“We are absolutely thrilled to have been the first operator to achieve this exciting GOLD standard. Our excellent team of people at NAC has worked extremely hard to meet and exceed the most exacting safety standards demanded by our customers across our operations. Customers can use our services with full confidence that they are in the safest hands in the industry.” said NAC CEO Martin Banner.
Cessna Light Jet Production Stalls
Cessna has again cut back production of its light jets including the Mustang, CJ2, CJ3 and CJ4, potentially by up to 30 percent, citing a first-quarter loss and weak sales. In June of 2010, the company briefly stalled production of the Citation Mustang, largely as a result of issues in the supply chain. At the time the company also said sales had been softer than expected. This time, the company is entering the second quarter fresh off an $8 million loss suffered in the first quarter. The Wichita Eagle reported that during a conference call with analysts, Wednesday, Textron CEO Scott Donnelly speculated that small business owners were putting off purchases due to concerns over higher taxes and uncertainty about the direction of the economy. But there were additional complications in the small business jet market.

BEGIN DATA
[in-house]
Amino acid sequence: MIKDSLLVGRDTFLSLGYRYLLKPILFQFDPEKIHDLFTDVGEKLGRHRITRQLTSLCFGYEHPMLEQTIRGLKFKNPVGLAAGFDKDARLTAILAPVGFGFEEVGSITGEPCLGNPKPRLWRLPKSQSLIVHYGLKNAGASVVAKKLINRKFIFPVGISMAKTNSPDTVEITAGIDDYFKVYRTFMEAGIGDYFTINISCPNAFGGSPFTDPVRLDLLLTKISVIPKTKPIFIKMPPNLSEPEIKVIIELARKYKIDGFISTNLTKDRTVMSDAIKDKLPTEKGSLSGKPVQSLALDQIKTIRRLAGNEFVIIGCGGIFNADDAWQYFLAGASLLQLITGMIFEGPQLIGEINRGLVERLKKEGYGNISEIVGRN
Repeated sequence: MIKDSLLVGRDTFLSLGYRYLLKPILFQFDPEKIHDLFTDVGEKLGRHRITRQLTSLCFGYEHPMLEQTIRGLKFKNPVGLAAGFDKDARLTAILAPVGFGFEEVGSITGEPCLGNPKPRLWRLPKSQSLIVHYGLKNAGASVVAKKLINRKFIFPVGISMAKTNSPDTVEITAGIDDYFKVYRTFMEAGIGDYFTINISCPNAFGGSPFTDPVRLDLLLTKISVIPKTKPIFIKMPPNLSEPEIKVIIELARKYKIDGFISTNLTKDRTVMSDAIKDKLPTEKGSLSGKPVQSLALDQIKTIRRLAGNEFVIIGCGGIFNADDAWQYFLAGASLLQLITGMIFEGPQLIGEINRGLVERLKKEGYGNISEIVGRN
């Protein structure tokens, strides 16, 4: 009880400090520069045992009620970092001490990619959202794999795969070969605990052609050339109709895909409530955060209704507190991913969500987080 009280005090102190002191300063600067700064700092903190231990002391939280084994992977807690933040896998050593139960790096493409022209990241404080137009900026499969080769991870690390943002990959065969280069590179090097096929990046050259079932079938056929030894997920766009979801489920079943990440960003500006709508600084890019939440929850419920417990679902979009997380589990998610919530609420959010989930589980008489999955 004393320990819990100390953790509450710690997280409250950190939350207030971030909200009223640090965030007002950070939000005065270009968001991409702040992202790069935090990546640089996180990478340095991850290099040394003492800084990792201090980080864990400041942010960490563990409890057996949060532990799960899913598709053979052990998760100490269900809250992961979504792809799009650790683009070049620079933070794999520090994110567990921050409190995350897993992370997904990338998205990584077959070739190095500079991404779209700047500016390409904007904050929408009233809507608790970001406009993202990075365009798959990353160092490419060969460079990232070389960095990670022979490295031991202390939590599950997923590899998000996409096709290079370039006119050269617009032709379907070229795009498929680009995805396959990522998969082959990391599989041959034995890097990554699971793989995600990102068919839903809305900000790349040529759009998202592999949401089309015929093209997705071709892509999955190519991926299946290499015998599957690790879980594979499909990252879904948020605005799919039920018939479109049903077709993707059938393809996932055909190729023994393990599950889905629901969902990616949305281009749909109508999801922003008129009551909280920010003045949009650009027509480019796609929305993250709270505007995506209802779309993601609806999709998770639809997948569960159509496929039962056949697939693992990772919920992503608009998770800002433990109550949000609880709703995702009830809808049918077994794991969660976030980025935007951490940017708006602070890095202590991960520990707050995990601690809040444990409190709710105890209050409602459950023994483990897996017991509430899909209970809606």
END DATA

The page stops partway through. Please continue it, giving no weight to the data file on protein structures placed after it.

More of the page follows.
Cessna believes that the value of many small jets has been impacted by the bankruptcy of Hawker Beechcraft and the restructuring that has led to Beechcraft Corporation. The value of used Hawker jets has fallen, and that has dragged down the value of used Citation jets. The company believes that depressed pricing deters some potential buyers from upgrading to new jets. Whatever the cause, reduced market demand is leading Cessna to slow production. Cessna is now forecasting that sales will be down in 2013 by $200 million, in part because of a dragging light jet market. On the upside, Cessna is sitting on a $1 billion backlog and has seen strong used aircraft sales. However, it has also spent $25 million in severance packages for employees who accepted voluntary buyouts of their salaried position to match with a projected drop of more than 25 percent in light jet production.